As they progress and become an intermediate or more advanced shooter, you’re going to want something that’s more customised.

I wrote a complete article on how to choose your first bow. You can read that right here!

But asking if something like the ToPoint R2 is a good beginner bow, then yes. They’re perfectly suited to someone looking to start archery with one eye on their budget.

But that doesn’t mean that every cheap bow is a good bow.

Before making your choice of bow, you need to ask yourself:

How likely are you to grow into your bow?

Will your bow allow you to learn good habits? Some bow designs are less intuitive than others. You can get a good user experience from bows like the Mandarin Duck Phantom. For its low price point of $80, it’s a great entry-level bow, but it probably isn’t the most user-friendly.

The shape of the design, its grip and its performance doesn’t really help a beginner to learn, so you would probably need some archery experience to benefit from it fully.

What Is The Best Bow For A Beginner Archer?

A true beginner bow that is low in price and can be picked up, used and learned by anyone is somewhat different. A bow like the PSE Razorback is the type of bow that you will find in most clubs, and there is a reason for this.

The bow is a simple, wooden Recurve bow. The shape and design are going to be similar for every wooden Recurve, so much so that the design is almost standard among similar models. From club to club, shooting with one of these bows, the experience is going to be exactly the same.

If you’re looking for a good beginner bow, then a good wooden Recurve bow is a good benchmark to aim for.

Good examples of wooden Recurves include the Samick Polaris, the Mandarin Duck Windrunner, and the Samick Sage.

Mandarin Duck Windrunner
Mandarin Duck Windrunner

There isn’t really much that can go wrong with these wooden Recurves. All are affordable and will give the beginner archer a great user experience.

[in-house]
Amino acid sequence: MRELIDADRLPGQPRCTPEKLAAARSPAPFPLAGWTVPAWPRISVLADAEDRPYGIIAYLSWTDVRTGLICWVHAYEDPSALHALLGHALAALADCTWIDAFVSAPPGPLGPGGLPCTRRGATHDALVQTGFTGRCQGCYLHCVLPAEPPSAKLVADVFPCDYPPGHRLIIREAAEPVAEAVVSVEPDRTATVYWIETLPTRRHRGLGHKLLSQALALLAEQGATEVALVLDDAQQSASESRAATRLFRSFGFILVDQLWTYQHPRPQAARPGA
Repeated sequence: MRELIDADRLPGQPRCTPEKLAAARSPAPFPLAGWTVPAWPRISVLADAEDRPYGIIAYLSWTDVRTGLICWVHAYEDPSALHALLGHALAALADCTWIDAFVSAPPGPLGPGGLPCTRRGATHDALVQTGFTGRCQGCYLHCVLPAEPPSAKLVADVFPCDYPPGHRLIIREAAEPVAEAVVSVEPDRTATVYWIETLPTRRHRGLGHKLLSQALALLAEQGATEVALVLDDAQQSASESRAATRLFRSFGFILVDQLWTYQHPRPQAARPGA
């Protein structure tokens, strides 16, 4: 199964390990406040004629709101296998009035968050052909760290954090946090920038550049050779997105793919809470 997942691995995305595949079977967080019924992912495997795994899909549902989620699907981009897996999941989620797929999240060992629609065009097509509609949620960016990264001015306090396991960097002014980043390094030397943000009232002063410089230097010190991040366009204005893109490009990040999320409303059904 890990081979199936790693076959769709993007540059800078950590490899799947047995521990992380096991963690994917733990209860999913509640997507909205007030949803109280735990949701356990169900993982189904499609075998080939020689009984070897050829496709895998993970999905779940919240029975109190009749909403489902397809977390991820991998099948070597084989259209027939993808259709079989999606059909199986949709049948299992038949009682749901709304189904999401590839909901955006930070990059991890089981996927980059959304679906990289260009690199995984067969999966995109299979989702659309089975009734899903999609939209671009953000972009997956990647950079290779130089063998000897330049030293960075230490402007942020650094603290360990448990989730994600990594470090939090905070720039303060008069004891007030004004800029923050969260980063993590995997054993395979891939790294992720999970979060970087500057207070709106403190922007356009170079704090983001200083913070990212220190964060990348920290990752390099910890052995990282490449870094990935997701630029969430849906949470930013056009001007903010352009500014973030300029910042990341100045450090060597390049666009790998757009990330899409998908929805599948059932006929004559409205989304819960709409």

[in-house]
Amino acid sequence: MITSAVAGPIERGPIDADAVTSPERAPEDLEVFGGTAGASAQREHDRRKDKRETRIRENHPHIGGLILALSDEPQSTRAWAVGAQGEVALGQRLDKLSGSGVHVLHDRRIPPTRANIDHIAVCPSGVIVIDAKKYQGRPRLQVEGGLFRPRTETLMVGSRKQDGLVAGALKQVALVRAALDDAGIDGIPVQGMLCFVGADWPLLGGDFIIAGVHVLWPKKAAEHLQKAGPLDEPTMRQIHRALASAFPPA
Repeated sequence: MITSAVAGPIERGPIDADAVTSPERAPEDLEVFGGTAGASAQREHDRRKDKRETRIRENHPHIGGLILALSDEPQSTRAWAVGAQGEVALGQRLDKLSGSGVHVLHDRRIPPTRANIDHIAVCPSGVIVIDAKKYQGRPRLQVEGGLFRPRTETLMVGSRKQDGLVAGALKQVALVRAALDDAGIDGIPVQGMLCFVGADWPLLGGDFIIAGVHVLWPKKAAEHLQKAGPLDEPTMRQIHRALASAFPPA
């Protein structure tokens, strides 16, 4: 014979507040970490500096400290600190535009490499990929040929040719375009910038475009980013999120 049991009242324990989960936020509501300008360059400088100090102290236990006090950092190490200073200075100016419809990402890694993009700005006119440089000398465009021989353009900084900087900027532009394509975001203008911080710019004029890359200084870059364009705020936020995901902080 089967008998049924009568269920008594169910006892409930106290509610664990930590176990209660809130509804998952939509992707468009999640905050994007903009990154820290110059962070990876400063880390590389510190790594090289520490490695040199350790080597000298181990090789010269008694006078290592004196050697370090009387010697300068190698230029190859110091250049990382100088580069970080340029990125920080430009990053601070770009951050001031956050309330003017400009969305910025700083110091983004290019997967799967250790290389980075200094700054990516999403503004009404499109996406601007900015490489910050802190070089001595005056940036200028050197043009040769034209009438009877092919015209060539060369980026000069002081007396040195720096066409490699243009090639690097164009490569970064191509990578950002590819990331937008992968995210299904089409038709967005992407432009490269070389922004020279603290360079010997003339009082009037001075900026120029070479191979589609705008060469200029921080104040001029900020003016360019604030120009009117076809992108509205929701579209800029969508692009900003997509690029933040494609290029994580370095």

The ToPoint R2, frequently included in beginner packages, serves as a step up from wooden recurve bows. Despite being entry-level bows available at an affordable price, they are favoured by certain clubs for teaching beginners.

Should I Buy A more Expensive Bow?

As mentioned earlier, there’s certainly nothing wrong with a beginner starting off with an expensive bow like the Win and Win CXT. It may seem like a big financial investment, but that’s what you’ll need to do if you’re after a quality piece of kit that is going to allow you to grow and develop as an archer.

If you’re still on the fence when it comes to your level of commitment to archery, then forking out over a thousand dollars for a bow can seem a little risky.


The biggest difference between beginner-level bows and professional bows is definitely cost.

New archers face a decision: Should they purchase a cheaper archery kit that provides everything they need in one purchase, or should they opt for a bow they can grow into and advance with as they improve and become more committed to archery?

The lower cost of cheaper bows often comes at the expense of quality, comfort and finish. The higher-end bows are made from much better materials, are a better fit for the archer, have better quality control and are aesthetically more pleasing.

So if you don’t mind not having the best-looking bow or the most comfortable bow, then a beginner bow is completely fine, if you just want to have a bow to shoot with.

The balance you need to strike as a beginner is in finding a bow that doesn’t break the bank but also gives you enough scope in which to progress and grow as an archer.